The year 2014 could pose a milestone for the U.S. oil industry. In its latest annual World Energy Outlook, the International Energy Agency predicted that the U.S. would become the world’s largest producer of oil by 2015, thus surpassing Russia and Saudi Arabia.
Comparably, the U.S. Energy Information Administration estimates that the U.S. will produce 9.6 million barrels of oil per day by 2016. In less than a decade, the shale revolution in the U.S. has reversed a four decade-old trend of increasing oil imports to become a major exporter by the end of this decade.
However, politics might get in the way of this remarkable development. With increased oil supplies coming from the newly discovered shale oil reservoirs, America is overwhelmed with abundant quantities of crude oil without the means to export it due to the 39-year-old-ban on exports of unprocessed oil products outside North America, introduced in the middle of the oil crisis in 1975. Currently, most U.S. shale oil is exported to Canada where it is sold at a higher price.
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Because the U.S. has been the world’s largest importer of oil for decades, American refineries are predominantly fitted to refine the heavy lower-quality crude imported from Mexico, Venezuela and the Middle East rather than the sweet-light domestic crude. As a result, analysts are forecasting that by July 2014, the U.S. refineries will reach their limits to process excessive crude oil.
As the oil glut scenario looms, the pressure is rising on President Obama’s Administration and Congress to allow crude oil exports at the same time as a general debate on this issue is heating up. U.S. shale oil producers are therefore facing a tough dilemma. A continuous increase in oil production, coupled with the lack of political will to relax oil export laws, might bring a significant drop in domestic oil prices and could prove disastrous for the industry, already burdened with very narrow profit margins and fierce competition. Extracting oil from shale is an expensive business, and to be profitable, U.S. shale oil producers need the price of oil to stay above $80 to $90 a barrel.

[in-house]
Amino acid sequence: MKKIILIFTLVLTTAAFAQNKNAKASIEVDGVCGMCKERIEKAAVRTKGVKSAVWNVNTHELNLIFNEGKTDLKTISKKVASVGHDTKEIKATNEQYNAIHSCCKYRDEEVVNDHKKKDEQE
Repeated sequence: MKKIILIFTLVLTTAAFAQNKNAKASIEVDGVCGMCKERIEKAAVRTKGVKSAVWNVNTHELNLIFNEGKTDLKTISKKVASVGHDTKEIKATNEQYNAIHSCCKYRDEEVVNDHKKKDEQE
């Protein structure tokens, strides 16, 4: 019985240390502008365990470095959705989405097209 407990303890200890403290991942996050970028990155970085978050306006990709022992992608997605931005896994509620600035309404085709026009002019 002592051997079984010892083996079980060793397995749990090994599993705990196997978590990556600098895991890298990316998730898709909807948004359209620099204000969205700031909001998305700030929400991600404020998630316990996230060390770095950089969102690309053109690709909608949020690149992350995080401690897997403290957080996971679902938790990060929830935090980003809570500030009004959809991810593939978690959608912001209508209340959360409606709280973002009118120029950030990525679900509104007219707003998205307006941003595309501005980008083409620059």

The supporters of the oil exports ban are claiming that the U.S. is still importing around 40 percent of its oil consumption. Moreover, the key argument for the ban to stay in place is the need to protect the U.S. consumers with lower prices of oil, and the fact that the exports of refined products will bring more benefits for the U.S. oil industry and the economy. This trend is already gaining momentum as U.S. refineries have significantly increased the exports of refined oil products to Europe, South America and Asia.
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In the most likely short-term scenario, U.S. authorities will have to react and ease export control mechanisms to prevent the negative consequences of the oil glut. In the longer term, oil imports will continue to fall as the U.S. oil production increases and U.S. refineries adapt their capacities to distil more domestic oil. With regard to oil prices for U.S. consumers, continuing the export ban will bring limited results, considering the high costs of shale oil production and the complexity of oil price mechanisms in global markets.
Regardless of the outcome, with the shale revolution blooming and energy self-sufficiency looming, the U.S. has a powerful new tool to actively influence global energy markets and retain its global geopolitical status.
Both Congress and the Obama Administration will have to establish the fine line between the need to protect consumers and U.S. strategic interests and efforts to sustain this new trend.
By Ante Batovic